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Nigeria Social Condition Facts

Social conditions

Oil resources have made a small number of Nigerians stormy, while half the population is expected to live below the poverty level. In terms of human development, the country lies behind many other countries in Africa. This is partly due to the fact that healthcare is unusually poorly developed.

The World Health Organization WHO has judged the healthcare system in Nigeria as one of the world's worst. Health care has deteriorated following the large investments made by oil revenues in the 1970s. In an attempt to improve the situation, a compulsory social security system for public employees was introduced in 2003. A 5 percent fee earned entitlement to health care for the employee, spouse and up to four children. Exceptions were made for certain diseases such as cancer and HIV / AIDS. Other employees would have the right to join if they wanted to.

  • Countryaah Official Site: Official statistics for population in Nigeria, including population growth, density, and estimation in next 50 years.

Child mortality is very high, every year around 800,000 Nigerians die before the age of five. The cause is generally diseases that are both preventable and treatable. This is particularly bad in the northern parts of the country. Yet mortality has decreased: just before the turn of the millennium, every fifth child died before his fifth birthday; the figure is now approaching half that.

Just over one child in three is suffering from inhibited growth due to nutritional deficiencies. However, malnutrition among the general population is not as common in Nigeria as in other, equally poor countries. The proportion of malnourished people in the population has decreased from almost 40 percent in the early 1980s to between 5 and 10 percent today. A lot has happened thanks to the fact that new, more high-yielding cassava varieties have begun to be grown.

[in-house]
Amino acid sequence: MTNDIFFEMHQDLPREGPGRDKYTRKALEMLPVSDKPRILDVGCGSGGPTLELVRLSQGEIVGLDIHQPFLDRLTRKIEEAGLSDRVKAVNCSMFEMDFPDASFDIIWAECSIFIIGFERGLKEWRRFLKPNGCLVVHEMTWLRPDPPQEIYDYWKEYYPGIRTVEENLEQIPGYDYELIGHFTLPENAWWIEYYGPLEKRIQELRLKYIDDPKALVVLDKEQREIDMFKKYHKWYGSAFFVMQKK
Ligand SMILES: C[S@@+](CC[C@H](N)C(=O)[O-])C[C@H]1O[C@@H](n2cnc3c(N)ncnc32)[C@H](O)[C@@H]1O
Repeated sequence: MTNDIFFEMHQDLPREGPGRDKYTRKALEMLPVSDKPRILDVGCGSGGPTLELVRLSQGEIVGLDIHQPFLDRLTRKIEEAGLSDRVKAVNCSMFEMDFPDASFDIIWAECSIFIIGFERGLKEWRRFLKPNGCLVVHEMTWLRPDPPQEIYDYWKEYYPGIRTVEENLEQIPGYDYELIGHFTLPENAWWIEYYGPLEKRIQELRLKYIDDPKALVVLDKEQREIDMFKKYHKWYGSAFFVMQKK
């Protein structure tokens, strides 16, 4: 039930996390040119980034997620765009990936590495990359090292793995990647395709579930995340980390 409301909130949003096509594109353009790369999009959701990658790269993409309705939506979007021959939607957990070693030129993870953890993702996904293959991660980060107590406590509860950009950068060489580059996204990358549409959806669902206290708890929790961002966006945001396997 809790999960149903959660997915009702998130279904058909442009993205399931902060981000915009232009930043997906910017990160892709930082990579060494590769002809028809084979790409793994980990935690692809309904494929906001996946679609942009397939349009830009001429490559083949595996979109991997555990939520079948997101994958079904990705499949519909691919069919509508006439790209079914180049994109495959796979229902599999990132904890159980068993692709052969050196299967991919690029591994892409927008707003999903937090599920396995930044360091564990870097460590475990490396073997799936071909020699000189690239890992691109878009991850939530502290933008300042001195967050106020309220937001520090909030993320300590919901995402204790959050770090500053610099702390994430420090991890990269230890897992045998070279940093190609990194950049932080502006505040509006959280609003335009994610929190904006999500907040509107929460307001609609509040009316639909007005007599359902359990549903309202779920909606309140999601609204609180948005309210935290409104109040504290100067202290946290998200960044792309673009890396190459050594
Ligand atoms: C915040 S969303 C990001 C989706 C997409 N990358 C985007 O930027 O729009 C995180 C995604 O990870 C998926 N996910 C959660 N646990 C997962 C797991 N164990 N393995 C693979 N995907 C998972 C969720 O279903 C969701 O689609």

Social Conditions of NigeriaMaternal mortality is also high. Many pregnancies at a young age are one reason. Another is inadequate medical care; there is a doctor of 4,000 residents. Nevertheless, healthcare resources have been focused on staff rather than buildings and equipment.

A third reason for the high maternal mortality rate is that abortions are only allowed if the woman's life is in danger. Desperate women turn to illegal abortionists, who often lack medical education. Every year, thousands of women in Nigeria die as a result of abortions. Attempts to change abortion legislation have so far been halted by conservative forces.

Every third inhabitant lacks access to clean water.

Genital mutilation is prohibited

The woman's position is difficult. It is common for underage girls to get married, and in some people groups, the woman lacks inheritance rights. Polygamy occurs, among both Christians and Muslims. The same goes for genital mutilation; At least one in four women is estimated to have been subjected to some form of female circumcision. The custom became illegal at national level only in 2015 (there were bans in some states before that).

In southern Nigeria, twin births in ancient times were considered unnatural and unfortunate, and it appeared that both mother and child were killed, but that custom is now banned everywhere. It still happens that widows have to submit to difficult rites, that childless women are subjected to severe discrimination and that people are persecuted because they are believed to be engaged in witchcraft. Since the 1990s, the state of Akwa Ibom in the south-east has been haunted by conceptions of child witches, which has led to the abandonment, abuse or even killing of children. Pseudo-Christian "pastors" earn big money in expelling evil spirits from the designated children.